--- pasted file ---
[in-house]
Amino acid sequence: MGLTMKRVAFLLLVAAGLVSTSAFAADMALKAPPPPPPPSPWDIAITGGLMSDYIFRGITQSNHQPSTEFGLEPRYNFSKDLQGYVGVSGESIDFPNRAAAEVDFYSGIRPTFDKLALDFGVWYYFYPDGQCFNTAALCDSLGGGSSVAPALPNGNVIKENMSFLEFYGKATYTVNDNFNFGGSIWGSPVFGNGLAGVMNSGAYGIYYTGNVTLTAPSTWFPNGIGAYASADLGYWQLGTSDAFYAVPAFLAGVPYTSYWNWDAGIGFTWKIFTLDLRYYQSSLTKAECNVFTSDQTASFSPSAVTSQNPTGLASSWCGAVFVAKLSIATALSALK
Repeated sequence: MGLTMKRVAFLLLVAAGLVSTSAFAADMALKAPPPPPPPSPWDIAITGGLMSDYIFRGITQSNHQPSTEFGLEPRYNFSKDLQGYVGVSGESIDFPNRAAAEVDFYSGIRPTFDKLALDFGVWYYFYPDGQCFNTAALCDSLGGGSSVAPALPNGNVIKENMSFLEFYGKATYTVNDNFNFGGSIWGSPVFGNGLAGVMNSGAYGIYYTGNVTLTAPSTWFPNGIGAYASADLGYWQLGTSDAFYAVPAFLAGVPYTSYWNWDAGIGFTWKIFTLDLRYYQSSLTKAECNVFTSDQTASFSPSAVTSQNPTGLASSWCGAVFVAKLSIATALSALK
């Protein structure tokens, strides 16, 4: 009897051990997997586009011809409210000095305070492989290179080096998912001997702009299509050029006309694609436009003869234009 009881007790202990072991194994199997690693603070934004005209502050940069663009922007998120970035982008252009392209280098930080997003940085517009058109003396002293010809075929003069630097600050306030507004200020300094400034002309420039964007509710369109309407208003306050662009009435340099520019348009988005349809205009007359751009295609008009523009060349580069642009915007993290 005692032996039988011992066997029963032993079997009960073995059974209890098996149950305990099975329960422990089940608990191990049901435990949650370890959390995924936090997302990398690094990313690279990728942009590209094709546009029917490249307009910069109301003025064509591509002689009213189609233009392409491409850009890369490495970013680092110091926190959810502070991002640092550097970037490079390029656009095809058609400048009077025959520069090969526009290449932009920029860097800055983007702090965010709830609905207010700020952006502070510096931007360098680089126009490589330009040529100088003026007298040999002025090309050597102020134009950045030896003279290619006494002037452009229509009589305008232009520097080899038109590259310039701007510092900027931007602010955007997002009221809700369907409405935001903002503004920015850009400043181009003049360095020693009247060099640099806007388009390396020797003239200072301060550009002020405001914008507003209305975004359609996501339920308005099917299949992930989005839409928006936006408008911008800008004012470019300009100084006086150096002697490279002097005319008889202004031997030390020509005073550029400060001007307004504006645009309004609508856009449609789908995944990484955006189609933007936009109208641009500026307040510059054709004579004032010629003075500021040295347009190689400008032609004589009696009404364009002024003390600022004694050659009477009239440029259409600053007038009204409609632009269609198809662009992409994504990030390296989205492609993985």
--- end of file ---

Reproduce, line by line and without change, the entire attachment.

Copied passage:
[in-house]
Amino acid sequence: MGLTMKRVAFLLLVAAGLVSTSAFAADMALKAPPPPPPPSPWDIAITGGLMSDYIFRGITQSNHQPSTEFGLEPRYNFSKDLQGYVGVSGESIDFPNRAAAEVDFYSGIRPTFDKLALDFGVWYYFYPDGQCFNTAALCDSLGGGSSVAPALPNGNVIKENMSFLEFYGKATYTVNDNFNFGGSIWGSPVFGNGLAGVMNSGAYGIYYTGNVTLTAPSTWFPNGIGAYASADLGYWQLGTSDAFYAVPAFLAGVPYTSYWNWDAGIGFTWKIFTLDLRYYQSSLTKAECNVFTSDQTASFSPSAVTSQNPTGLASSWCGAVFVAKLSIATALSALK
Repeated sequence: MGLTMKRVAFLLLVAAGLVSTSAFAADMALKAPPPPPPPSPWDIAITGGLMSDYIFRGITQSNHQPSTEFGLEPRYNFSKDLQGYVGVSGESIDFPNRAAAEVDFYSGIRPTFDKLALDFGVWYYFYPDGQCFNTAALCDSLGGGSSVAPALPNGNVIKENMSFLEFYGKATYTVNDNFNFGGSIWGSPVFGNGLAGVMNSGAYGIYYTGNVTLTAPSTWFPNGIGAYASADLGYWQLGTSDAFYAVPAFLAGVPYTSYWNWDAGIGFTWKIFTLDLRYYQSSLTKAECNVFTSDQTASFSPSAVTSQNPTGLASSWCGAVFVAKLSIATALSALK
């Protein structure tokens, strides 16, 4: 009897051990997997586009011809409210000095305070492989290179080096998912001997702009299509050029006309694609436009003869234009 009881007790202990072991194994199997690693603070934004005209502050940069663009922007998120970035982008252009392209280098930080997003940085517009058109003396002293010809075929003069630097600050306030507004200020300094400034002309420039964007509710369109309407208003306050662009009435340099520019348009988005349809205009007359751009295609008009523009060349580069642009915007993290 005692032996039988011992066997029963032993079997009960073995059974209890098996149950305990099975329960422990089940608990191990049901435990949650370890959390995924936090997302990398690094990313690279990728942009590209094709546009029917490249307009910069109301003025064509591509002689009213189609233009392409491409850009890369490495970013680092110091926190959810502070991002640092550097970037490079390029656009095809058609400048009077025959520069090969526009290449932009920029860097800055983007702090965010709830609905207010700020952006502070510096931007360098680089126009490589330009040529100088003026007298040999002025090309050597102020134009950045030896003279290619006494002037452009229509009589305008232009520097080899038109590259310039701007510092900027931007602010955007997002009221809700369907409405935001903002503004920015850009400043181009003049360095020693009247060099640099806007388009390396020797003239200072301060550009002020405001914008507003209305975004359609996501339920308005099917299949992930989005839409928006936006408008911008800008004012470019300009100084006086150096002697490279002097005319008889202004031997030390020509005073550029400060001007307004504006645009309004609508856009449609789908995944990484955006189609933007936009109208641009500026307040510059054709004579004032010629003075500021040295347009190689400008032609004589009696009404364009002024003390600022004694050659009477009239440029259409600053007038009204409609632009269609198809662009992409994504990030390296989205492609993985």